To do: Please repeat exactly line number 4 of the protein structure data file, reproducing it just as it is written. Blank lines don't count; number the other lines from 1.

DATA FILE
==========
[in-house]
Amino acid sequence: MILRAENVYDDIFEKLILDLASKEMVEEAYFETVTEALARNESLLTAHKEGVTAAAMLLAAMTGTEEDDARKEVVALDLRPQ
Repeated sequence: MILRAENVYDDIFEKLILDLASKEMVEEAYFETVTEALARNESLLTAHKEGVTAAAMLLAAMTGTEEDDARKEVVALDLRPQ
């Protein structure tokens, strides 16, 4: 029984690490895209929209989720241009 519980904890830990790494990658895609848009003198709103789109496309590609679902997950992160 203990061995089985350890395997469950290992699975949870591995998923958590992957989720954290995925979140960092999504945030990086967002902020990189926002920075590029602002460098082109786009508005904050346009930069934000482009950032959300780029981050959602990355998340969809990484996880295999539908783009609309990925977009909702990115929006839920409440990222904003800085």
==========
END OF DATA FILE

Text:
């Protein structure tokens, strides 16, 4: 029984690490895209929209989720241009 519980904890830990790494990658895609848009003198709103789109496309590609679902997950992160 203990061995089985350890395997469950290992699975949870591995998923958590992957989720954290995925979140960092999504945030990086967002902020990189926002920075590029602002460098082109786009508005904050346009930069934000482009950032959300780029981050959602990355998340969809990484996880295999539908783009609309990925977009909702990115929006839920409440990222904003800085």